445 Market Street
Williamsport, Pa 17701
T:570 327 9009
F:570 567 7369
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© 2015, Acme Barbecue & Catering Company LLC. Design by Prototype Productions.
Over the years a debate has raged about what true and authentic barbecue is. Different regions of America have distinct styles, sauces, and proteins used in barbecue. Who is to say who is right and who is wrong? Great American Rib Cook Off winner, Paul "Aussom Aussie" Mackay, told me, "Some people say it isn't barbecue if it hits the grill, others say it isn't barbecue if it doesn't hit the grill." Despite of where you are, there will always be an opinion of what is barbecue and what isn't. Personally, if it is cooked low and slow with smoke, it's barbecue.
MODERATION! Barbecue is NOT slathering sauce all over a protein. This is a sign that the protein was cooked incorrectly and the sauce is drowning an imperfection. In fact, not all barbecue needs sauce. If you cook a piece of meat and pay enough attention to it, the end result is a meaty, juicy, and tasty product. However, we have extra sauces available at the table.
St. Louis vs. baby backs? It's all about what suits your style. St. Louis ribs are bigger and need more trimming. Baby backs are smaller but create a better crispiness when cooked. My preference is loin backs which are more like baby backs. That is what I've always used and works for me. Occasionally a St. Louis special will be offered for the spare rib fans. Our house ribs are served without sauce; they don't need it. We do provide a Memphis-style rib that is sauced up at the end of cooking. Plus, you always may have more sauce on the side.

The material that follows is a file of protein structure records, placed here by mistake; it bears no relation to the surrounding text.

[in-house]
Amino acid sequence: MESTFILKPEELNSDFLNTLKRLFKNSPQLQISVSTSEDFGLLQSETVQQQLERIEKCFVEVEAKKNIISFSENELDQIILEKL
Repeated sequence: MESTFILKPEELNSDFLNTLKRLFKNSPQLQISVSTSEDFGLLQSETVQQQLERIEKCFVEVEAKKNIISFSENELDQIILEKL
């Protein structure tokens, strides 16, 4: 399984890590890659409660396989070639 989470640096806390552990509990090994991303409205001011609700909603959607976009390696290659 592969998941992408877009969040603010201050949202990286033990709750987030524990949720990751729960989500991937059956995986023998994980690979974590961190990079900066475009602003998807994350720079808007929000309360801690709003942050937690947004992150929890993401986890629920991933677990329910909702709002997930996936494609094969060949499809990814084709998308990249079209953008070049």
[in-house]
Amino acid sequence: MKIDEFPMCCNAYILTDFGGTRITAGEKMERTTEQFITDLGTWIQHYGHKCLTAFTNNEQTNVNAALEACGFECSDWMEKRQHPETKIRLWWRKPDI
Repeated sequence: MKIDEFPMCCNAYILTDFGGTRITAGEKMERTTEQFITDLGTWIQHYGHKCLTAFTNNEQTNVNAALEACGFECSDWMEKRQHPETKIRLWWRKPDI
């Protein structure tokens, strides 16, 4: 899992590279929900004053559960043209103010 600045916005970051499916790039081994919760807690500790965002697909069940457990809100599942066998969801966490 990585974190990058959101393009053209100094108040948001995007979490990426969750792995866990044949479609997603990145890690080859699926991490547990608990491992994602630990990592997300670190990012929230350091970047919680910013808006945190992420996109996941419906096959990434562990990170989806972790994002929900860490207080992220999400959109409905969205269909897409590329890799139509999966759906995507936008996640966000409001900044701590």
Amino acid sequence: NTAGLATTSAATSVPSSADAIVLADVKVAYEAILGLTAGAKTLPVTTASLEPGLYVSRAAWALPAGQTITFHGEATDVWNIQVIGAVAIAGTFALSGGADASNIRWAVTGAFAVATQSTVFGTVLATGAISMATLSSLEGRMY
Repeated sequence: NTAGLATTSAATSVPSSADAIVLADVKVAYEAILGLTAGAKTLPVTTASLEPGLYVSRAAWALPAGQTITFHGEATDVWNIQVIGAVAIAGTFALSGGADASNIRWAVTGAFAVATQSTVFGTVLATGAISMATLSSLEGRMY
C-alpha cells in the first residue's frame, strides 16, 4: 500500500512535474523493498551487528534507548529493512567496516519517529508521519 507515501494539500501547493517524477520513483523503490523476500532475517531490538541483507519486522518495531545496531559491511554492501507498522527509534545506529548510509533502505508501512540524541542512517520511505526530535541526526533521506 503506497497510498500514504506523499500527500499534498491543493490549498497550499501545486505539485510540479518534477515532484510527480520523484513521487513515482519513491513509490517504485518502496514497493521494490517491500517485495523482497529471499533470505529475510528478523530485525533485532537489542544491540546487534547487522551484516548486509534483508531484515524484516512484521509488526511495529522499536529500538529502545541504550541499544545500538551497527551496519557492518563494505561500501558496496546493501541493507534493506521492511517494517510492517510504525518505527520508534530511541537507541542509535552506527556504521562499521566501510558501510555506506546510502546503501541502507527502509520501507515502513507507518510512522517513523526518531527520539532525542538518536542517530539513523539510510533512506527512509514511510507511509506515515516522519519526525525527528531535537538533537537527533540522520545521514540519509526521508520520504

Pork butt or shoulder shouldn't be boiled in sauce. Nor should it be served dry. There are arguments about whether it should be pulled, sliced, or chopped. Here, a mixture of pork pulled and chopped in manageable size bites leads to an extraordinary sandwich. We rub our pork before cooking and finish it with a Carolina-style vinegar sauce, topped with a light coating of a spicy tomato sauce.
Brisket puzzled me initially. After experimenting with different recipes, I found that rubbing it with our house rub and smoking it for up to 14 hours, part of that time in its own juices, turns out a succulent piece of beef. Sauce or no sauce, on a sandwich or by itself, my brisket will make any Texan happy.
The biggest problem with barbecuing chicken whether it be legs, thighs, or wings is making the skin crispy. Our chicken legs and thighs, rubbed with our naked seasonings, are smoked to the crispiest point as possible. Our wings are finished with our own buffalo sauce and finished on a grill to promote crispy skin. Believe me; you won't go back to fried chicken after you indulge in our smoked chicken.
These are strictly Acme's views about barbecue. We aren't saying that others are wrong, but this is what works for us. Four-time world barbecue champion and three-time world grand barbecue champion Mike Mills told me "If that's what you love, then that's the right way." I hope our food barbecue will be what you love. Let us know what you think.
"Barbecue = Food + Family + Love"